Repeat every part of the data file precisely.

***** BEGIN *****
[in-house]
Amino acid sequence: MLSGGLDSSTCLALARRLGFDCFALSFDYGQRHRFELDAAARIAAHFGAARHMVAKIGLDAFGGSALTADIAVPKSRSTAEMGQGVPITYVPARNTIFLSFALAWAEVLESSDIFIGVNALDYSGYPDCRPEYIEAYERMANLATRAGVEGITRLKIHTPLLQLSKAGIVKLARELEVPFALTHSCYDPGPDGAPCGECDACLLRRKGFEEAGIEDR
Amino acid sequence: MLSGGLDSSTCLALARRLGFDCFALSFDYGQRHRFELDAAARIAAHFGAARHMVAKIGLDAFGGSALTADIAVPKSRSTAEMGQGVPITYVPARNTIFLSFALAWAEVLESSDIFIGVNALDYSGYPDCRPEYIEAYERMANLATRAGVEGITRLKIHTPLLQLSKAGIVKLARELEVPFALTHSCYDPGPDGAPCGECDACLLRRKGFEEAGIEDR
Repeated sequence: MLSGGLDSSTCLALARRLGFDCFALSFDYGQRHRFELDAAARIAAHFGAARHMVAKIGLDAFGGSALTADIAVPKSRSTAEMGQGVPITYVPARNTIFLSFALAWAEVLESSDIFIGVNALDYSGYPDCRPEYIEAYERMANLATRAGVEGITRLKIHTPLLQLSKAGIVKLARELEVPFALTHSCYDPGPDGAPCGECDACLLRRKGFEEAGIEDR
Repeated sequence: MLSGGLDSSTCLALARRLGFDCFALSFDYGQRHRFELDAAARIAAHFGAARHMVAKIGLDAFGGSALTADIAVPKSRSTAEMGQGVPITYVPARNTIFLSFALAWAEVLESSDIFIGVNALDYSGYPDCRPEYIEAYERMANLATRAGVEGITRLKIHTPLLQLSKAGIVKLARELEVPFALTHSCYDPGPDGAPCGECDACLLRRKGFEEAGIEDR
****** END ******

[in-house]
Amino acid sequence: MLSGGLDSSTCLALARRLGFDCFALSFDYGQRHRFELDAAARIAAHFGAARHMVAKIGLDAFGGSALTADIAVPKSRSTAEMGQGVPITYVPARNTIFLSFALAWAEVLESSDIFIGVNALDYSGYPDCRPEYIEAYERMANLATRAGVEGITRLKIHTPLLQLSKAGIVKLARELEVPFALTHSCYDPGPDGAPCGECDACLLRRKGFEEAGIEDR
Amino acid sequence: MLSGGLDSSTCLALARRLGFDCFALSFDYGQRHRFELDAAARIAAHFGAARHMVAKIGLDAFGGSALTADIAVPKSRSTAEMGQGVPITYVPARNTIFLSFALAWAEVLESSDIFIGVNALDYSGYPDCRPEYIEAYERMANLATRAGVEGITRLKIHTPLLQLSKAGIVKLARELEVPFALTHSCYDPGPDGAPCGECDACLLRRKGFEEAGIEDR
Repeated sequence: MLSGGLDSSTCLALARRLGFDCFALSFDYGQRHRFELDAAARIAAHFGAARHMVAKIGLDAFGGSALTADIAVPKSRSTAEMGQGVPITYVPARNTIFLSFALAWAEVLESSDIFIGVNALDYSGYPDCRPEYIEAYERMANLATRAGVEGITRLKIHTPLLQLSKAGIVKLARELEVPFALTHSCYDPGPDGAPCGECDACLLRRKGFEEAGIEDR
Repeated sequence: MLSGGLDSSTCLALARRLGFDCFALSFDYGQRHRFELDAAARIAAHFGAARHMVAKIGLDAFGGSALTADIAVPKSRSTAEMGQGVPITYVPARNTIFLSFALAWAEVLESSDIFIGVNALDYSGYPDCRPEYIEAYERMANLATRAGVEGITRLKIHTPLLQLSKAGIVKLARELEVPFALTHSCYDPGPDGAPCGECDACLLRRKGFEEAGIEDR